A Designer Who Subverts Suburban American Style

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Self-portrait by Connor Ives
Self-portrait by Connor Ives

Conner Ives is a recent Central Saint Martins graduate whose work takes inspiration from the once mundane, now inspiring aesthetics of his youth

Introducing New Beginnings, a new series of mini Q&As spotlighting emerging designers, in the wake of Craig McDean and Katie Shillingford’s shoot for AnOther Magazine Autumn/Winter 2020.

AnOther Magazine: What are your hopes for the future?

Conner Ives: I have a lot [of hopes for the future], but the biggest one is for America to return to some form of imperfect justice. Instead of what it is now ... It has been so hard to watch this all unfold from here – I feel a lost sense of my American identity. It has never been a perfect country, but I really want it to be. I hope it to be.

AM: What is the thinking behind your work?

CI: My work is an exploration of American identity through poignant memories of growing up there. I only gained my appreciation for American culture after coming to London. Here, I became homesick and the culture that I was so desperate to escape became my strongest inspiration. I thought back to what my friends wore in high school, what their mothers wore, the ‘status symbol’ items of that time in my life: Patagonia fleeces, yoga pants, Livestrong bracelets ... My work is about looking at these items, subverting them and creating something new in the process.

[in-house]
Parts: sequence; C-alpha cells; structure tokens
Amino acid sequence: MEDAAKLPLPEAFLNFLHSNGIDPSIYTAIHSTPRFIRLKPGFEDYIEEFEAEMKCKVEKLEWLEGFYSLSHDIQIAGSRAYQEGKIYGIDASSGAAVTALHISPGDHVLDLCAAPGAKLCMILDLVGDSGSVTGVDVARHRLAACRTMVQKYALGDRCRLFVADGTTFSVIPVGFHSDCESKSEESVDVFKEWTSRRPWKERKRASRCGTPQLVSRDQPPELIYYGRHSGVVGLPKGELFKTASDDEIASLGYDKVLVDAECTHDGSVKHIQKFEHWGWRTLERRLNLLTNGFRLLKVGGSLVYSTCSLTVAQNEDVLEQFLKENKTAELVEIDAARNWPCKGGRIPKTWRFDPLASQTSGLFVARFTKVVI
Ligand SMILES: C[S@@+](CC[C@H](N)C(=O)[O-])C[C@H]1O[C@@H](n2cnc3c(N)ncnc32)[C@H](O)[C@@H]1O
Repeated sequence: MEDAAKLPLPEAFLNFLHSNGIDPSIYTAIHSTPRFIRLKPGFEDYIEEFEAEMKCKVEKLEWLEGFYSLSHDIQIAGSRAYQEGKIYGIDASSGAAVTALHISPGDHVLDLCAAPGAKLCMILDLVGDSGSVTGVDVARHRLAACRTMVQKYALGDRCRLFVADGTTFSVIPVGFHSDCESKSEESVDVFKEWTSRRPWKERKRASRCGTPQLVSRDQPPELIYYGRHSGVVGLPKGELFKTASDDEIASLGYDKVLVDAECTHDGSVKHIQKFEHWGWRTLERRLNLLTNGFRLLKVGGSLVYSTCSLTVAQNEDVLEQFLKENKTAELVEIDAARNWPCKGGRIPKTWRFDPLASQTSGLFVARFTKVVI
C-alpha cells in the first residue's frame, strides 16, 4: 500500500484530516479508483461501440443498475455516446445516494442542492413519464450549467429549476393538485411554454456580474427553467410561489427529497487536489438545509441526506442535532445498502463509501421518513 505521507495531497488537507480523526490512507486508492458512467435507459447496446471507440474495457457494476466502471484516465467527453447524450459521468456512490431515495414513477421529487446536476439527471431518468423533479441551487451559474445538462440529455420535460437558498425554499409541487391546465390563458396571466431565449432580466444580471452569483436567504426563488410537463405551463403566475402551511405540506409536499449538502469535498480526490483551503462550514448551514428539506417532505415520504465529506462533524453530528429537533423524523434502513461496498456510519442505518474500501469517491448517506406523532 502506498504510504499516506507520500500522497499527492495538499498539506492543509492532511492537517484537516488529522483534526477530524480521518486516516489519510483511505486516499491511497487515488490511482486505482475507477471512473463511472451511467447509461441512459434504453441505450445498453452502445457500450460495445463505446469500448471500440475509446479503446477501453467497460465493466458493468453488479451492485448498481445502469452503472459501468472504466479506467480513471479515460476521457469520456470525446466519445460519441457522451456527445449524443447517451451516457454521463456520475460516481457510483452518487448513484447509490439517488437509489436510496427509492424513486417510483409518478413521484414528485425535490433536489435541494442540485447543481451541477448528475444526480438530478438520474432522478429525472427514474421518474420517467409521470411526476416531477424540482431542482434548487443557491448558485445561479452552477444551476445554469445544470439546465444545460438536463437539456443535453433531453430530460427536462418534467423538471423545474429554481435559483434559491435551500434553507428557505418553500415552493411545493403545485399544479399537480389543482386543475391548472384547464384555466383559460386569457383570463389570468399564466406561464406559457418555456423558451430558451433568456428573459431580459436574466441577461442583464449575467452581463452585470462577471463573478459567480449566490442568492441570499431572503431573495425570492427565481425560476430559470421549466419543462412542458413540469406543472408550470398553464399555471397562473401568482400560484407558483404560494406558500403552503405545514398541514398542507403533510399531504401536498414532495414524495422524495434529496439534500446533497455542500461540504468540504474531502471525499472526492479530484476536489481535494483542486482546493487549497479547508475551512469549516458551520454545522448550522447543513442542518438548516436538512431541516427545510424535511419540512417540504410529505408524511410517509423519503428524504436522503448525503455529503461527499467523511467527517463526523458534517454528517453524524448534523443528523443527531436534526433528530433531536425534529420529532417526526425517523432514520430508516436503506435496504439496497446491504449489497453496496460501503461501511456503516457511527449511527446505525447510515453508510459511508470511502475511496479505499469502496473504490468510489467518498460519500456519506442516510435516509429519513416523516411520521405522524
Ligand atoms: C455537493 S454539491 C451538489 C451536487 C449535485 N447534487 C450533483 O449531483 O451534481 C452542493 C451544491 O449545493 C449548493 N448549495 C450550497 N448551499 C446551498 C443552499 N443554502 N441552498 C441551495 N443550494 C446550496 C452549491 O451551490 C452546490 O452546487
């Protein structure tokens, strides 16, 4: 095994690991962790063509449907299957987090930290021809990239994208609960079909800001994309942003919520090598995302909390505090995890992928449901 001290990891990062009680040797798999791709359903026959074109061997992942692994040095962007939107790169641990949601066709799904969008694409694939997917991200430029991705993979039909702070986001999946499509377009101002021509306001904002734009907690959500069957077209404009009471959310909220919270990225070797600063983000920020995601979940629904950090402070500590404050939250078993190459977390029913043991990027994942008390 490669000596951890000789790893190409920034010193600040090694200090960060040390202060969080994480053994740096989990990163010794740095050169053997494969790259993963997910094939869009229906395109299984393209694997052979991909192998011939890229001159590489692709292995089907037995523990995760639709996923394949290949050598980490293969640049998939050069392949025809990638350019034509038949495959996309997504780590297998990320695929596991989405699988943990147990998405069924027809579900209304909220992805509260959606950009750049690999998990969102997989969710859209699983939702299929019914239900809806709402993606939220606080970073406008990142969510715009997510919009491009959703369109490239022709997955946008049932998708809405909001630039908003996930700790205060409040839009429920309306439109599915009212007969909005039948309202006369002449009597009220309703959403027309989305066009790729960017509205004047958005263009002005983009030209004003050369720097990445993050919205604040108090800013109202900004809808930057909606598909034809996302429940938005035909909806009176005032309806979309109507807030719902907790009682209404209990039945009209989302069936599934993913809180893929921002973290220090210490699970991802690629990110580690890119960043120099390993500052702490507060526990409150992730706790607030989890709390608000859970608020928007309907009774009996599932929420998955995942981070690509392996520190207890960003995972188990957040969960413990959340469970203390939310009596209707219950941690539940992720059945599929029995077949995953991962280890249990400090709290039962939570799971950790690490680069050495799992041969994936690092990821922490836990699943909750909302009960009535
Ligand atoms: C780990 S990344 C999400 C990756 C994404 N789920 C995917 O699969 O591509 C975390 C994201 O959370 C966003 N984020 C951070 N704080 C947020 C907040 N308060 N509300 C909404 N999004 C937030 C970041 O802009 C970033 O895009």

AM: What three words would you use to describe your approach to fashion?

CI: Sexy, sustainable and silly.

AM: What does community mean to you?

CI: I consider community to mean a group of like-minded individuals, but maybe communities don’t have to be like-minded. Perhaps they can share things other than their interests and still be considered a community, like proximity ... People who live close to each other may not be like-minded, but they are still a community.

AM: What community did you grow up around? How did that shape you?

CI: I grew up in Bedford, New York. It’s upstate New York, about an hour outside of the city. I’ve always described it as the picturesque suburban American upbringing, almost strangely movie-like. When I first got to London people would always ask me if the red solo cups littered in house parties in movies were real, if we actually drank out of them. I had thought the world had red solo cups everywhere. I started to realise the people and scenes I grew up around, which often felt so mundane to me, were [actually] quite unique and inspiring. I’m inspired by the trends I remember from high school. I think at the time I hated them because it was so repetitive – there wasn’t much individuality – but now those pack-chosen trends are burned into my subconscious and feel novel in my new context of community, working here in London.

Follow Connor Ives on Instagram here

This interview has been edited and condensed.